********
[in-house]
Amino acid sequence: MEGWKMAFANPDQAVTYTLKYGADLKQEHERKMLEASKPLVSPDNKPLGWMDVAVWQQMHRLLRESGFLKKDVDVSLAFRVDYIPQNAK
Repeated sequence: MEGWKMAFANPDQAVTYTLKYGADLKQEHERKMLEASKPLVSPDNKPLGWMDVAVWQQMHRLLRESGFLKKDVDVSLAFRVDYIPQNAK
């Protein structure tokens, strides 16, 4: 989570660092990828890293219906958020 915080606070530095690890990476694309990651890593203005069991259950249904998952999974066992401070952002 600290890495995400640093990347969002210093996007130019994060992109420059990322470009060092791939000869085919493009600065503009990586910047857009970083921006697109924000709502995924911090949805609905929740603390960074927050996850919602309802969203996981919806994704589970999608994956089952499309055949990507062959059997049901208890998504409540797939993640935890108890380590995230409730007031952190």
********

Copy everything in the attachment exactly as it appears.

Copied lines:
[in-house]
Amino acid sequence: MEGWKMAFANPDQAVTYTLKYGADLKQEHERKMLEASKPLVSPDNKPLGWMDVAVWQQMHRLLRESGFLKKDVDVSLAFRVDYIPQNAK
Repeated sequence: MEGWKMAFANPDQAVTYTLKYGADLKQEHERKMLEASKPLVSPDNKPLGWMDVAVWQQMHRLLRESGFLKKDVDVSLAFRVDYIPQNAK
């Protein structure tokens, strides 16, 4: 989570660092990828890293219906958020 915080606070530095690890990476694309990651890593203005069991259950249904998952999974066992401070952002 600290890495995400640093990347969002210093996007130019994060992109420059990322470009060092791939000869085919493009600065503009990586910047857009970083921006697109924000709502995924911090949805609905929740603390960074927050996850919602309802969203996981919806994704589970999608994956089952499309055949990507062959059997049901208890998504409540797939993640935890108890380590995230409730007031952190």